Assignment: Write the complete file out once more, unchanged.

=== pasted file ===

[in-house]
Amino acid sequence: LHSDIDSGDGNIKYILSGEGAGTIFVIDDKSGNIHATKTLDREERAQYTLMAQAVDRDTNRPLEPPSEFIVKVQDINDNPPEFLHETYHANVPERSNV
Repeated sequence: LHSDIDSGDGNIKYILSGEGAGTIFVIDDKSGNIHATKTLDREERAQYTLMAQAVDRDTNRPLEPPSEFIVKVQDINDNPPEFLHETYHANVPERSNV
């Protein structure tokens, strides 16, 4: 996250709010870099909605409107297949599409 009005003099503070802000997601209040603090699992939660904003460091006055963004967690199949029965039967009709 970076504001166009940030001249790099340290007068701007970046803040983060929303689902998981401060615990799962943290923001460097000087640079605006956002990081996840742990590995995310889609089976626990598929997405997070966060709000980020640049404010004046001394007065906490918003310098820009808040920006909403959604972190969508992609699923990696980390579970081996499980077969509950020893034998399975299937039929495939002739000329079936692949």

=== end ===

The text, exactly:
[in-house]
Amino acid sequence: LHSDIDSGDGNIKYILSGEGAGTIFVIDDKSGNIHATKTLDREERAQYTLMAQAVDRDTNRPLEPPSEFIVKVQDINDNPPEFLHETYHANVPERSNV
Repeated sequence: LHSDIDSGDGNIKYILSGEGAGTIFVIDDKSGNIHATKTLDREERAQYTLMAQAVDRDTNRPLEPPSEFIVKVQDINDNPPEFLHETYHANVPERSNV
């Protein structure tokens, strides 16, 4: 996250709010870099909605409107297949599409 009005003099503070802000997601209040603090699992939660904003460091006055963004967690199949029965039967009709 970076504001166009940030001249790099340290007068701007970046803040983060929303689902998981401060615990799962943290923001460097000087640079605006956002990081996840742990590995995310889609089976626990598929997405997070966060709000980020640049404010004046001394007065906490918003310098820009808040920006909403959604972190969508992609699923990696980390579970081996499980077969509950020893034998399975299937039929495939002739000329079936692949």